We're back in Bonn after another Bosch seminar trip.  Our bags are unpacked, there is food in the fridge again, and it is time for a recap.  We were on the road for two weeks this time, visiting Brussels, Strasbourg, and Paris.

I'd been through Brussels before, but I had never spent spent days there previously.  The city strikes me now as a pleasant mishmash of urban personalities.  Its iconic space is the grand place, lined on all sides by imposing facades, including the gothic town hall, and a good many gold-encrusted guild halls.

Having seen many German cities, the old town in Brussels looks decidedly run down.  The cobblestone streets are so uneven one wonders if anyone is taking care of them; many walls are dirty or crumbling; and a surprising number of storefronts are vacant for a place overrun with tourists.

We like to live here.  The cars smell good. We like to die.  

It tells you something about the locals that their mascot is a statue of a pissing boy, the Manneken Pis.  If the city looks a bit shabby (despite its obvious EU-generated wealth) then too bad.

Manneken Pis is, naturally, reproduced ad nauseam as a tourist knickknack, and is also the inspiration for what a copyright lawyer would call derivative works, such as a statue of a pissing girl, Jeanneke Pis, and signs depicting a pissing dog, which indicate designated dog toilets.


Especially south and a bit east of the city center, one encounters a number of art nouveau buildings. As with the rest of the city, they are frequently dirty and shabby, despite their inherent elegance.   I took myself on a tour, but E. took a guided tour, and the guide pointed out that in fact many of the buildings are in bad shape, and that there are few craftsmen capable of maintaining them properly.  Having seen analogous buildings in Vienna, Paris, and even Chicago, I do have to conclude that Brussels art nouveau is underwhelming.

I realize I am alone in my odd enthusiasm, but one of the really great things about Brussels is that it is the undisputed capital of the French-language comic book (Tintin, Asterix, etc.).  Contributing to the city's funky feel, there are many murals celebrating comic book illustration.  In this one, you look down from an imaginary position in the sky at the place where you are standing, except that where you are really standing is a river (and it would be, except that the rivers have all been chased underground).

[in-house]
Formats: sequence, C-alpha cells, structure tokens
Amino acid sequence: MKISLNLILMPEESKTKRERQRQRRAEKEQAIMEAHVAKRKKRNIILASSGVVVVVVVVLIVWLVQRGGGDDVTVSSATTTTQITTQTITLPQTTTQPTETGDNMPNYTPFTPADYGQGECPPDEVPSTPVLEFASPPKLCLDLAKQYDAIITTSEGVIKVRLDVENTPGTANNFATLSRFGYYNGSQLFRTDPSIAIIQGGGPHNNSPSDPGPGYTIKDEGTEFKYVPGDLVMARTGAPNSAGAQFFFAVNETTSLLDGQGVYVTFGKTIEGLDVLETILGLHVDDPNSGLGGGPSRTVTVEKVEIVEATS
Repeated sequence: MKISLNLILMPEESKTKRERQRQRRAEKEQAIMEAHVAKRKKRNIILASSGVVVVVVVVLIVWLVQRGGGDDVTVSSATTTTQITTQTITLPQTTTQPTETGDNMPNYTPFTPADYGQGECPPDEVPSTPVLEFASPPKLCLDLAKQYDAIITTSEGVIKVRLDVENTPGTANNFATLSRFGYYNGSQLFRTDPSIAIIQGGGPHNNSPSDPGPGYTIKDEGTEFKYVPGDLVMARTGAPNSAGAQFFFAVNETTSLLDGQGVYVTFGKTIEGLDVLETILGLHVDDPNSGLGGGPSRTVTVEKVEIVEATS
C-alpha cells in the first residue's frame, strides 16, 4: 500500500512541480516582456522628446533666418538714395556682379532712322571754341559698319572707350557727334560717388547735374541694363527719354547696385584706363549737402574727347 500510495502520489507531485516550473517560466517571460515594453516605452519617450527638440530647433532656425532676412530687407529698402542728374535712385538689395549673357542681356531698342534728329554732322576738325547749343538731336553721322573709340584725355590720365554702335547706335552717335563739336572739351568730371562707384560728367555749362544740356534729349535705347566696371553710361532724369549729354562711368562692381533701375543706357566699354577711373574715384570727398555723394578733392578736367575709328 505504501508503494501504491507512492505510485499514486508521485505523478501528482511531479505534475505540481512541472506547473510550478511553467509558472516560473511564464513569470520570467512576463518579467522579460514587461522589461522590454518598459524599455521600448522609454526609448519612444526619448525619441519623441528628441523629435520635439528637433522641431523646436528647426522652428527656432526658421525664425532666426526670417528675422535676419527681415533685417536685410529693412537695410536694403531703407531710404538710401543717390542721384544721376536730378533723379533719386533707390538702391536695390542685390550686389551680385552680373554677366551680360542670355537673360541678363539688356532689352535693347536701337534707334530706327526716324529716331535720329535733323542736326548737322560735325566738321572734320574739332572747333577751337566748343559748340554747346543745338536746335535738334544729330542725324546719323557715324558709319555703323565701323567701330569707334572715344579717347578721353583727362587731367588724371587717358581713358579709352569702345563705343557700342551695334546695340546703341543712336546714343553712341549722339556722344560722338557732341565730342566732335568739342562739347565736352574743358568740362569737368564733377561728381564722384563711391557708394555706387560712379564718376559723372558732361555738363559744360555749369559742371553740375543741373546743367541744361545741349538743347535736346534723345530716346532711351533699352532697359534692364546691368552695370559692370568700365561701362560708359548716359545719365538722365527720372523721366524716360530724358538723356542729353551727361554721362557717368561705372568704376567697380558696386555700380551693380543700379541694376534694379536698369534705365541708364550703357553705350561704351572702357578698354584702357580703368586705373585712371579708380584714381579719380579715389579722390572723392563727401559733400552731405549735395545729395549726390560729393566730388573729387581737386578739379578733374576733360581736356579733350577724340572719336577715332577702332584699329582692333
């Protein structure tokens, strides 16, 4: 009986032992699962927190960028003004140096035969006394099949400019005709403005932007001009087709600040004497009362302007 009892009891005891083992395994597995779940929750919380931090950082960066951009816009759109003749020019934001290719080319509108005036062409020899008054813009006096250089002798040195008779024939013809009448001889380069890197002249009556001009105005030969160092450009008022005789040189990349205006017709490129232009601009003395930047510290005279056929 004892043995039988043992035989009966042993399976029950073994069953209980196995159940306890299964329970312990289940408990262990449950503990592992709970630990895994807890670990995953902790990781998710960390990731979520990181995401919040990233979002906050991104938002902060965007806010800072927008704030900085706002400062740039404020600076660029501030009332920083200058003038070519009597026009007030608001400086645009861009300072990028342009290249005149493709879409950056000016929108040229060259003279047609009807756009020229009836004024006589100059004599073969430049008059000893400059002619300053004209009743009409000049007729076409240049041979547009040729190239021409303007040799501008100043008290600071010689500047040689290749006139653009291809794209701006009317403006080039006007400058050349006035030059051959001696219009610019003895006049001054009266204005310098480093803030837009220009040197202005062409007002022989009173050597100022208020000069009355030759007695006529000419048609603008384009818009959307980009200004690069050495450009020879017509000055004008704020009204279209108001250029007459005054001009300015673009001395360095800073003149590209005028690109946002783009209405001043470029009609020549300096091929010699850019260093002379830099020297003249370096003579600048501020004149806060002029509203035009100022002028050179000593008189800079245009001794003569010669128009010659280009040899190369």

The Belgian Comic Strip Center is a museum devoted to comics, particularly of the francophone kind.  It is housed in a building designed by Victor Horta, the best known art nouveau architect of Brussels.

My impression of Brussels from this trip is disjointed.  Some of it is lovely.

Some of it could use a good scrub and some competent urban planning.  And I take it I should keep an eye out for bandits ahead.


scott davidson said...

I had a chance to combine my two loves in life recently and had a two weeks' holiday in wonderful France, to which I had been before, and had loved so much. I took a little Renault rental car and headed off from Paris, to the Palace of Versailles, to Chartres then southward to sunny Provence, via the Auvergne region, with the Songs of the Auvergne playing repeated on the CD player.
Magnifique, comme toujours. I saw many art galleries and followed the footsteps of artists, like poor Vincent Van Gogh.
Back home all too soon, I ordered a canvas print from, choosing this painting by Cézanne,, to remember my trip by.

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